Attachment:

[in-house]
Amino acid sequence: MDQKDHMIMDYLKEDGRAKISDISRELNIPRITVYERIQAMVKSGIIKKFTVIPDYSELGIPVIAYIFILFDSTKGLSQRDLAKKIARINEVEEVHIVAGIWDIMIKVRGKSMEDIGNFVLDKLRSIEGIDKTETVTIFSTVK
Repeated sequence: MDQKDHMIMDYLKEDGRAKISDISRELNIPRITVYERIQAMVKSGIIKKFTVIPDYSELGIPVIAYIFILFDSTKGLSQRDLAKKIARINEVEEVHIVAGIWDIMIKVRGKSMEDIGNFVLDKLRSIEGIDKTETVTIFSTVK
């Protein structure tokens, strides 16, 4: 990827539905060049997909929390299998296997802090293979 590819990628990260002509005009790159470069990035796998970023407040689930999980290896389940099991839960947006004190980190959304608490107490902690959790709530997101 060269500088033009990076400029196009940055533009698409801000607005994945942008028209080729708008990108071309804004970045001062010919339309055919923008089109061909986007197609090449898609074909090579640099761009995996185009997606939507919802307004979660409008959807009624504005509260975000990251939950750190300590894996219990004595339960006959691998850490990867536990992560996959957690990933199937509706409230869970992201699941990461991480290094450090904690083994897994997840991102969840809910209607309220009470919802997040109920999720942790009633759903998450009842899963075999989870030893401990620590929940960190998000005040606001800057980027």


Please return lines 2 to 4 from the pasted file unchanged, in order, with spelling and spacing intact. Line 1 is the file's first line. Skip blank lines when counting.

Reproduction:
Amino acid sequence: MDQKDHMIMDYLKEDGRAKISDISRELNIPRITVYERIQAMVKSGIIKKFTVIPDYSELGIPVIAYIFILFDSTKGLSQRDLAKKIARINEVEEVHIVAGIWDIMIKVRGKSMEDIGNFVLDKLRSIEGIDKTETVTIFSTVK
Repeated sequence: MDQKDHMIMDYLKEDGRAKISDISRELNIPRITVYERIQAMVKSGIIKKFTVIPDYSELGIPVIAYIFILFDSTKGLSQRDLAKKIARINEVEEVHIVAGIWDIMIKVRGKSMEDIGNFVLDKLRSIEGIDKTETVTIFSTVK
């Protein structure tokens, strides 16, 4: 990827539905060049997909929390299998296997802090293979 590819990628990260002509005009790159470069990035796998970023407040689930999980290896389940099991839960947006004190980190959304608490107490902690959790709530997101 060269500088033009990076400029196009940055533009698409801000607005994945942008028209080729708008990108071309804004970045001062010919339309055919923008089109061909986007197609090449898609074909090579640099761009995996185009997606939507919802307004979660409008959807009624504005509260975000990251939950750190300590894996219990004595339960006959691998850490990867536990992560996959957690990933199937509706409230869970992201699941990461991480290094450090904690083994897994997840991102969840809910209607309220009470919802997040109920999720942790009633759903998450009842899963075999989870030893401990620590929940960190998000005040606001800057980027």